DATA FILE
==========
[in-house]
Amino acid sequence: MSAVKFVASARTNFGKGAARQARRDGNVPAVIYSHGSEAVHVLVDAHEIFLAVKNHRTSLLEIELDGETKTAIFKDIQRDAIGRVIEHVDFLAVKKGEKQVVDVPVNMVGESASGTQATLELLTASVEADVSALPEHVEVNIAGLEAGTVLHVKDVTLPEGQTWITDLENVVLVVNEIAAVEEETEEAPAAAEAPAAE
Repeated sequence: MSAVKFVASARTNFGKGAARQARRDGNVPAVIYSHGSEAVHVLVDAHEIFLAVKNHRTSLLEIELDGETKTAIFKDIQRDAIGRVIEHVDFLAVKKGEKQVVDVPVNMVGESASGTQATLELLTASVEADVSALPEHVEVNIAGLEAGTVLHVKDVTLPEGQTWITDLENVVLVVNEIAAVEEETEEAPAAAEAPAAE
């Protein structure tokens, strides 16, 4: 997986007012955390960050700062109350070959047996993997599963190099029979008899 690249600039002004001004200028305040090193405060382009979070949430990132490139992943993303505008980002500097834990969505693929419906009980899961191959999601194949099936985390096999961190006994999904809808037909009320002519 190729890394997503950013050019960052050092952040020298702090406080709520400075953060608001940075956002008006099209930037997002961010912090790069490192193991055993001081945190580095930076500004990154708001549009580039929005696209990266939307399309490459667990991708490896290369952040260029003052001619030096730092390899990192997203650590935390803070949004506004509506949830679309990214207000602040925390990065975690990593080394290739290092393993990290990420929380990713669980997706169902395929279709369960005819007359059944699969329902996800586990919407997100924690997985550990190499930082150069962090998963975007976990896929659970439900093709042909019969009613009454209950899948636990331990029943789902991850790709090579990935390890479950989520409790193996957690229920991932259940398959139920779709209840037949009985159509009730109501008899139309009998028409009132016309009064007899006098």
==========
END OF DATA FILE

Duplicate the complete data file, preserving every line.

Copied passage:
[in-house]
Amino acid sequence: MSAVKFVASARTNFGKGAARQARRDGNVPAVIYSHGSEAVHVLVDAHEIFLAVKNHRTSLLEIELDGETKTAIFKDIQRDAIGRVIEHVDFLAVKKGEKQVVDVPVNMVGESASGTQATLELLTASVEADVSALPEHVEVNIAGLEAGTVLHVKDVTLPEGQTWITDLENVVLVVNEIAAVEEETEEAPAAAEAPAAE
Repeated sequence: MSAVKFVASARTNFGKGAARQARRDGNVPAVIYSHGSEAVHVLVDAHEIFLAVKNHRTSLLEIELDGETKTAIFKDIQRDAIGRVIEHVDFLAVKKGEKQVVDVPVNMVGESASGTQATLELLTASVEADVSALPEHVEVNIAGLEAGTVLHVKDVTLPEGQTWITDLENVVLVVNEIAAVEEETEEAPAAAEAPAAE
């Protein structure tokens, strides 16, 4: 997986007012955390960050700062109350070959047996993997599963190099029979008899 690249600039002004001004200028305040090193405060382009979070949430990132490139992943993303505008980002500097834990969505693929419906009980899961191959999601194949099936985390096999961190006994999904809808037909009320002519 190729890394997503950013050019960052050092952040020298702090406080709520400075953060608001940075956002008006099209930037997002961010912090790069490192193991055993001081945190580095930076500004990154708001549009580039929005696209990266939307399309490459667990991708490896290369952040260029003052001619030096730092390899990192997203650590935390803070949004506004509506949830679309990214207000602040925390990065975690990593080394290739290092393993990290990420929380990713669980997706169902395929279709369960005819007359059944699969329902996800586990919407997100924690997985550990190499930082150069962090998963975007976990896929659970439900093709042909019969009613009454209950899948636990331990029943789902991850790709090579990935390890479950989520409790193996957690229920991932259940398959139920779709209840037949009985159509009730109501008899139309009998028409009132016309009064007899006098």